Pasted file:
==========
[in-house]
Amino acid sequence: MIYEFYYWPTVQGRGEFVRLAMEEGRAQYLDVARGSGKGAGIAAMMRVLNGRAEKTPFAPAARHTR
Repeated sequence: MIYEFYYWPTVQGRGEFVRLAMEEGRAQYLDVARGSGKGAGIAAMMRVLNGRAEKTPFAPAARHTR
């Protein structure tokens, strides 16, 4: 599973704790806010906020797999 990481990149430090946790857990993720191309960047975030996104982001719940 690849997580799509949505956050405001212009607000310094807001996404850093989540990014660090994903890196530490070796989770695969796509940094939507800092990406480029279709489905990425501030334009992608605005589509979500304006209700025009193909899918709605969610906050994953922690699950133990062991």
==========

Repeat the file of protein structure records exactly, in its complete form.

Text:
[in-house]
Amino acid sequence: MIYEFYYWPTVQGRGEFVRLAMEEGRAQYLDVARGSGKGAGIAAMMRVLNGRAEKTPFAPAARHTR
Repeated sequence: MIYEFYYWPTVQGRGEFVRLAMEEGRAQYLDVARGSGKGAGIAAMMRVLNGRAEKTPFAPAARHTR
């Protein structure tokens, strides 16, 4: 599973704790806010906020797999 990481990149430090946790857990993720191309960047975030996104982001719940 690849997580799509949505956050405001212009607000310094807001996404850093989540990014660090994903890196530490070796989770695969796509940094939507800092990406480029279709489905990425501030334009992608605005589509979500304006209700025009193909899918709605969610906050994953922690699950133990062991």